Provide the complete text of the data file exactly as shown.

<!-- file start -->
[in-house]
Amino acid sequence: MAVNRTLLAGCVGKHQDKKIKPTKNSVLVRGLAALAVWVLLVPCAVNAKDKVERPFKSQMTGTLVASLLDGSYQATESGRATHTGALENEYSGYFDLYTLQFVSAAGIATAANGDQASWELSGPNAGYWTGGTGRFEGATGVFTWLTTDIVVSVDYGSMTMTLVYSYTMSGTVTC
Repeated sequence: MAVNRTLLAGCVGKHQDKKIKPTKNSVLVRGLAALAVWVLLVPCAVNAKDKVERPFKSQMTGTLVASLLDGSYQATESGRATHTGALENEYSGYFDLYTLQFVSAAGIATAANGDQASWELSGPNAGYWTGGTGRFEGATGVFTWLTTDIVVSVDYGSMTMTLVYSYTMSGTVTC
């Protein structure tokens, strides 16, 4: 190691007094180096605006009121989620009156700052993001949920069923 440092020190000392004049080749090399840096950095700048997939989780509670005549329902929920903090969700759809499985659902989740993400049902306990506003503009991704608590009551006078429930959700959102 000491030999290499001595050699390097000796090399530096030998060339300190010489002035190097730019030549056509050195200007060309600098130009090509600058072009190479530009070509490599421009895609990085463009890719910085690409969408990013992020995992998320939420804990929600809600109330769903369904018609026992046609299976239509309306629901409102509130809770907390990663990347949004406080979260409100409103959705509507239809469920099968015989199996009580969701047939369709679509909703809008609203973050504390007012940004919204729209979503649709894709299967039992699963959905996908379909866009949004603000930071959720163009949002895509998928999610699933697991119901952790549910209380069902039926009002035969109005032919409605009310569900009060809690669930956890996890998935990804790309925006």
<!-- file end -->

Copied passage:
[in-house]
Amino acid sequence: MAVNRTLLAGCVGKHQDKKIKPTKNSVLVRGLAALAVWVLLVPCAVNAKDKVERPFKSQMTGTLVASLLDGSYQATESGRATHTGALENEYSGYFDLYTLQFVSAAGIATAANGDQASWELSGPNAGYWTGGTGRFEGATGVFTWLTTDIVVSVDYGSMTMTLVYSYTMSGTVTC
Repeated sequence: MAVNRTLLAGCVGKHQDKKIKPTKNSVLVRGLAALAVWVLLVPCAVNAKDKVERPFKSQMTGTLVASLLDGSYQATESGRATHTGALENEYSGYFDLYTLQFVSAAGIATAANGDQASWELSGPNAGYWTGGTGRFEGATGVFTWLTTDIVVSVDYGSMTMTLVYSYTMSGTVTC
């Protein structure tokens, strides 16, 4: 190691007094180096605006009121989620009156700052993001949920069923 440092020190000392004049080749090399840096950095700048997939989780509670005549329902929920903090969700759809499985659902989740993400049902306990506003503009991704608590009551006078429930959700959102 000491030999290499001595050699390097000796090399530096030998060339300190010489002035190097730019030549056509050195200007060309600098130009090509600058072009190479530009070509490599421009895609990085463009890719910085690409969408990013992020995992998320939420804990929600809600109330769903369904018609026992046609299976239509309306629901409102509130809770907390990663990347949004406080979260409100409103959705509507239809469920099968015989199996009580969701047939369709679509909703809008609203973050504390007012940004919204729209979503649709894709299967039992699963959905996908379909866009949004603000930071959720163009949002895509998928999610699933697991119901952790549910209380069902039926009002035969109005032919409605009310569900009060809690669930956890996890998935990804790309925006």